NASA seeks participation in UAM working groups

The working groups will complement other NASA and industry efforts, including the UAM Grand Challenge series. Through them, the organization aims to align on UAM terminology, challenges, barriers, and solutions; develop a NASA-curated “book of requirements” for UAM technology, systems, and operations; and support discussions of regulatory and standards development activities, among other goals.

Participants will also “receive consistent updates regarding the current state of the UAM ecosystem, allowing them to determine where they can provide the best value to their organizations and industry,” NASA says.

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NASA rebrands UAM Grand Challenge to embrace ‘advanced air mobility’

According to NASA officials, both “advanced air mobility” and “national campaign” better reflect the goals of the undertaking, which is planned as a series of field demonstrations to evaluate the readiness of new types of aircraft and airspace management systems. The demonstrations will progress in stages to encompass a full range of scenarios under varying weather and traffic conditions — including, but not limited to, scaled urban air taxi operations.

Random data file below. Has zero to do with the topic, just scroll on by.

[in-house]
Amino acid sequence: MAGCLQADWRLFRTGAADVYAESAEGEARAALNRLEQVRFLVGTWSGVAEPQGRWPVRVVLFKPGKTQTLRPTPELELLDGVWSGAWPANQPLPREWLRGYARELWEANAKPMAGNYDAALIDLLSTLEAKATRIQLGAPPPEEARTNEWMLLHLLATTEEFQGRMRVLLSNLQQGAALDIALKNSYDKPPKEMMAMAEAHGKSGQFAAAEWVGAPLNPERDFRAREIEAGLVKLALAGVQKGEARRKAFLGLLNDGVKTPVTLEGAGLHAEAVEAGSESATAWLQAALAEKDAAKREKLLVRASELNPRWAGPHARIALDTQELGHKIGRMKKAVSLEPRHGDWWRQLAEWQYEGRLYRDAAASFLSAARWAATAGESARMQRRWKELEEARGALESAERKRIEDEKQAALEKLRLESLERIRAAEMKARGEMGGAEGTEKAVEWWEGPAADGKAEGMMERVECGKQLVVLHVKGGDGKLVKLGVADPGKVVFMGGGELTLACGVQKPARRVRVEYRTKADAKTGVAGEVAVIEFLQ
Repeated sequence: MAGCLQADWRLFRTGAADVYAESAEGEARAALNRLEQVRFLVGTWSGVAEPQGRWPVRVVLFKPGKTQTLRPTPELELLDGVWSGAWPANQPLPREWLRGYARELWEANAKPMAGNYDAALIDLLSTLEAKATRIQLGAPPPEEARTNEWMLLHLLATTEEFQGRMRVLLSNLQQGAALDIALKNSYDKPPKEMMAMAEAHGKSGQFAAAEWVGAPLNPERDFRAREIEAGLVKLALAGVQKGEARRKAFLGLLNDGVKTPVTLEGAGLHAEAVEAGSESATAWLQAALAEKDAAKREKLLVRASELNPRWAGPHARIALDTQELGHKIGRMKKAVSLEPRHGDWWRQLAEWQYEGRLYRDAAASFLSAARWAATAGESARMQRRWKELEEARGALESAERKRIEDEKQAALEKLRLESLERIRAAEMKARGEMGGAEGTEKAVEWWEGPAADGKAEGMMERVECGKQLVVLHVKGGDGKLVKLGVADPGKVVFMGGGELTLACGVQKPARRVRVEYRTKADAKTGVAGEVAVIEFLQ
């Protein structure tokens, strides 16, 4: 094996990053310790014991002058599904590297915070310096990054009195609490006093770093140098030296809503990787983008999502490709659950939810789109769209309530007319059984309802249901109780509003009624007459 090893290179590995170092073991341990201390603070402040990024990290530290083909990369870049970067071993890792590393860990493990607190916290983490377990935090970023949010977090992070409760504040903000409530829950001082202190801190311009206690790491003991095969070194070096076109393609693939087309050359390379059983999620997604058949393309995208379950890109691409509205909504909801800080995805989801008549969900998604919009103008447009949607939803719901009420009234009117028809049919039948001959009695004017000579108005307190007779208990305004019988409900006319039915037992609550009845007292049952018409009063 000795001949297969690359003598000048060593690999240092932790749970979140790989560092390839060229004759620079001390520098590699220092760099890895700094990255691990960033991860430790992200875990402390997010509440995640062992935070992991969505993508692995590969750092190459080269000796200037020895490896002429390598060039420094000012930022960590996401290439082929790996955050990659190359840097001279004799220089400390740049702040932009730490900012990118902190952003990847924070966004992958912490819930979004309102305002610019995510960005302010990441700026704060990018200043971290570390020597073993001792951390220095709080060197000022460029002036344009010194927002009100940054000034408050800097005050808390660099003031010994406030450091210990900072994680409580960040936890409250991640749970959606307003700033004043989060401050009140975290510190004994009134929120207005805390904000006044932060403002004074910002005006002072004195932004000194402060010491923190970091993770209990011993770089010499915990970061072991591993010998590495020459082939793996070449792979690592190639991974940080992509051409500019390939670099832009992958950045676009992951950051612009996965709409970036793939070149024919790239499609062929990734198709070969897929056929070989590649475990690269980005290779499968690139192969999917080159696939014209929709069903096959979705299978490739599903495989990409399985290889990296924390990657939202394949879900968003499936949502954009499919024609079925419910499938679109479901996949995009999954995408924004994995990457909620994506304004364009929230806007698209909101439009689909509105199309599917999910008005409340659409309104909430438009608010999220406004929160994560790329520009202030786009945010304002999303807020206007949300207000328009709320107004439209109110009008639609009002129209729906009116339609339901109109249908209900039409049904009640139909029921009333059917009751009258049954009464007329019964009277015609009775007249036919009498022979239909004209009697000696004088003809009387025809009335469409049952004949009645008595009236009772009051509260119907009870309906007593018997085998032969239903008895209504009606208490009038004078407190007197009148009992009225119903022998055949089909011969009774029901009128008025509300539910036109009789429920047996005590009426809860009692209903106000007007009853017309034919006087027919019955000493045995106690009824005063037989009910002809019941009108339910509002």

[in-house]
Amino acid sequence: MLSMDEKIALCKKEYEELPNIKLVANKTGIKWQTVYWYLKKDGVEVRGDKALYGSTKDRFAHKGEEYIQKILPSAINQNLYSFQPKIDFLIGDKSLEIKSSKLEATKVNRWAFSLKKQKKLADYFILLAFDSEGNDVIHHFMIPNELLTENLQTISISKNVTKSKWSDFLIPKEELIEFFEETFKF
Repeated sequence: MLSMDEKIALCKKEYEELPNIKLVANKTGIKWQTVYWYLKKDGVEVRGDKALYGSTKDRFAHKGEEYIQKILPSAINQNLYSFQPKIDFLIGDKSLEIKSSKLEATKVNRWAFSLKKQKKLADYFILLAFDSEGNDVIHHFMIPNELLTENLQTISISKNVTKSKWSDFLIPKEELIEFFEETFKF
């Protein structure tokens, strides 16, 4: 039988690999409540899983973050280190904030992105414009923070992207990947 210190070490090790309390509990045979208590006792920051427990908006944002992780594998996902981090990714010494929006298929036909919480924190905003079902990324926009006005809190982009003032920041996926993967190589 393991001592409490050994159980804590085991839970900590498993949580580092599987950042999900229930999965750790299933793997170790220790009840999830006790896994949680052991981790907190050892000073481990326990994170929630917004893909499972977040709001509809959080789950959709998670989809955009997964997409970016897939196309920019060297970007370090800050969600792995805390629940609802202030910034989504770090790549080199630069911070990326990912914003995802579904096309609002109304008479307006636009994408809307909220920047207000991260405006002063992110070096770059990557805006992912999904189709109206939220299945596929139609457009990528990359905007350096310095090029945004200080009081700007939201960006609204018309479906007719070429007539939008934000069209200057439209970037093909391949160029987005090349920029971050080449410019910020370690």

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NASA, Agility Prime team up on eVTOL supply chain development

As a first step, the NASA Aeronautics Research Institute (NARI) and the Air Force’s Agility Prime program have issued a request for information (RFI) seeking inputs from “suppliers and manufacturers of all types of parts, sub-systems, and systems” of AAM vehicles — a term that encompasses a variety of novel eVTOL aircraft, including those designed for urban air mobility (UAM). “The intent is to map and share the current AAM supply chain via an electric platform, model and simulate the network’s ability to scale, and ensure that the industry has the human capital to meet future needs,” the RFI states. “The electronic platform, and modeling and simulation capabilities will also help connect original equipment manufacturers (OEMs) with current and aspiring aerospace suppliers.”

RFI respondents are asked to submit basic information about their companies, plus feedback on several topics including challenges in sourcing parts, downstream suppliers, and raw materials; and challenges in finding the human capital required to build the AAM/UAM ecosystem.

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